Returning to old repertoire can be extremely satisfying, and one often discovers new things about the music when returning to it after a break. I also recall all the reasons what I like about the repertoire and why I selected it in the first place.
My teacher has cautioned me about reviving repertoire I learnt as a teenager. This is good advice, for despite a gap of over 30 years, all the impetuous errors of youth seem ingrained in the piece and the fingers, and undoing these problems can be nigh-on impossible. Against my teacher’s advice, however, I revived Schubert’s E-flat Impromptu for my ATCL Diploma in 2011, because I needed a “fast piece” in the programme. I had not touched the piece seriously for over 30 years, yet I was pleasantly surprised at how much of it I could remember (it must be said that this is not a particularly difficult piece to memorise, being constructed from repeating patterns and motifs). But working from the old Editions Peters score I had as a teenager meant that all the errors were still there, as well as my then teacher’s annotations. In order to learn the piece carefully, I ditched the dog-eared score and purchased a new Henle urtext edition. In effect, I started again from scratch with the piece: I learnt new fingering schemes, thought carefully about the structure and atmosphere of the piece, and was delighted to have it described as “an assured and stylistically accurate performance” by the diploma examiner. Having taken the trouble to re-learn the work carefully, it is now very securely lodged in fingers and memory.
People often ask me whether it is “hard” to revive old repertoire. In general, I have to say I have found it relatively easy to return to previously-learnt repertoire, though this isn’t always the case (the ‘Toccata’ from Bach’s 6th Partita will take some careful work if I want to revive it). However, one can take steps to ensure that once learnt a piece can be revived and made ready for performance relatively quickly.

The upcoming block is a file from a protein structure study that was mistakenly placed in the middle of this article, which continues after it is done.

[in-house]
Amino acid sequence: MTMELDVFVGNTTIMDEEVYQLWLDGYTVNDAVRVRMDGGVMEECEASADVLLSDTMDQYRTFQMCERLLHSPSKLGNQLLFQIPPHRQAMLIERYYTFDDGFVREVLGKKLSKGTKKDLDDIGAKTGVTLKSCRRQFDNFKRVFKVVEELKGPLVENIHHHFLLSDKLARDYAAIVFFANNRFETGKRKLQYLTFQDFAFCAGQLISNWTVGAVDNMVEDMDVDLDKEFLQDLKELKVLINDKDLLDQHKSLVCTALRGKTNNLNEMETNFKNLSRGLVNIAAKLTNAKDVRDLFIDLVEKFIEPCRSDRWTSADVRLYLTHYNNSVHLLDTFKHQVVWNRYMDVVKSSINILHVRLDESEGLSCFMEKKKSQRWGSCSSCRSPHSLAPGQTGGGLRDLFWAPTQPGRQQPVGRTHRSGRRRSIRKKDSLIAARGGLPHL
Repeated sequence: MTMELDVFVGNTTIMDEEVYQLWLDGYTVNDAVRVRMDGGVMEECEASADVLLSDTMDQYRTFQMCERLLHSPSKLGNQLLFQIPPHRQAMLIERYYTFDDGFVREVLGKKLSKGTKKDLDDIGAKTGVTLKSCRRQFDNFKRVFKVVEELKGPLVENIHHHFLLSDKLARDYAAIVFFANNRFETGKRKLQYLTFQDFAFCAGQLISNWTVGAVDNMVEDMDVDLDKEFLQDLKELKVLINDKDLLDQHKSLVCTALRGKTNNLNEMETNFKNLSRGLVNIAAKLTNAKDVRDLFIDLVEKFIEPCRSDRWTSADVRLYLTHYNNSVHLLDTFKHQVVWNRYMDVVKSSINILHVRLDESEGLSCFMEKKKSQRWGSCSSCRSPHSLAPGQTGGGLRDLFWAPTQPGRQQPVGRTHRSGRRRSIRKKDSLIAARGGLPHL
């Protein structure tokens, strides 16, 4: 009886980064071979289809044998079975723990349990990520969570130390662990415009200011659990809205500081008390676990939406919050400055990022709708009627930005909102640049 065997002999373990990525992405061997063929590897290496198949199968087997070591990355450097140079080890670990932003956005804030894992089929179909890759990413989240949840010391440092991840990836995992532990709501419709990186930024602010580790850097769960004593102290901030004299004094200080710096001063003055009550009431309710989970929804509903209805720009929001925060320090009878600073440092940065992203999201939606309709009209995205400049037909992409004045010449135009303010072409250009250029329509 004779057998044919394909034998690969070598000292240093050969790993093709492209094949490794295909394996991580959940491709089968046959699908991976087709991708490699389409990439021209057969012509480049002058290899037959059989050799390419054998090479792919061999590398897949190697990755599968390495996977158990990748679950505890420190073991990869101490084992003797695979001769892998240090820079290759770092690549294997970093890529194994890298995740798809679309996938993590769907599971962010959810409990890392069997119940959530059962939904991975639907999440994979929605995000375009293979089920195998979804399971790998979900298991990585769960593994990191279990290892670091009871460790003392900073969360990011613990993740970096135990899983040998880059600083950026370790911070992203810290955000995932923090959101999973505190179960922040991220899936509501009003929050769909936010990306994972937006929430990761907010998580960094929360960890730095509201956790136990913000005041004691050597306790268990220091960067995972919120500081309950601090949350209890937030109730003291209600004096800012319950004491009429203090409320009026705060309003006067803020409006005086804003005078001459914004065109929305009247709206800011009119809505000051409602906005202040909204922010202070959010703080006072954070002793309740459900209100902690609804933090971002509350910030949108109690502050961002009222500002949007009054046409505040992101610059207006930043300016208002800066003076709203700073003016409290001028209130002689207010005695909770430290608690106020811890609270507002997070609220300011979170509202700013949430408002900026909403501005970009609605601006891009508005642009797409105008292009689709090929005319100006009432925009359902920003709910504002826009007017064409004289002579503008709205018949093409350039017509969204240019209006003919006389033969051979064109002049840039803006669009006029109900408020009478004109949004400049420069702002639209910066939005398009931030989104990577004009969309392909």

Lately, I have been enjoying revisiting some of Szymanowski’s Opus 50 Mazurkas, the first two of which I played for my ATCL recital. The pieces felt different without the pressure of an exam hanging over me, and I felt I was playing them in a freer way as a result. I am also working on Rachmaninov’s G minor Etude-Tableau (Opus 33, No. 8), for my debut in the South London Concert Series in May (the piece will be paired with Szymanowski’s Mazurka no. 1). It is a mark of how carefully I practised the piece in the first place that within an hour of practising earlier today, I felt it coming back together nicely. Of course there are elements that will need some careful, detailed work (the cadenza, for example), but overall, it is still in pretty good shape. Getting it “concert ready” should not take too long.
Professional pianists will have many pieces “in the fingers” which can be downloaded and made ready for performance in a matter of days. This may include 20 concertos or more, most of Beethoven’s 32 Sonatas, many of Bach’s 48 Preludes and Fugues, plus other pieces which are ‘standard’ repertoire: Mozart and Schubert sonatas, works by Chopin, Schumann, Brahms and Liszt, much of Debussy and Ravel etc., and popular ‘standards’ from the 20th Century repertoire by composers such as Messiaen, Bartok, Stravinsky, Ligeti, Berio, Berg, and Schoenberg. Careful learning and preparation mean that repertoire can be learnt, revived and kept going simultaneously. It is this kind of deep, thoughtful practise that is essential for ensuring repertoire remains in the fingers (and brain) even if one is not practising it every day.
Some thoughts on reviving repertoire successfully:
- Recall what you liked about the pieces in the first place. What initially attracted you to the pieces? Rekindle your affection for the pieces when you revisit them
- Don’t play through pieces at full tilt. Take time to play slowly and carefully.
- Trust your practise skills. Be alert to issues as they arise and don’t allow frustration to creep in.
- Look for new interpretative and expressive possibilities within the music. Try new interpretative angles and meaningful gestures.
- Don’t hurry to bring the piece up to full tempo too quickly. Take time to practise slowly and carefully.
- Schedule performance opportunities: there’s nothing better to motivate practise than a concert date or two in the diary.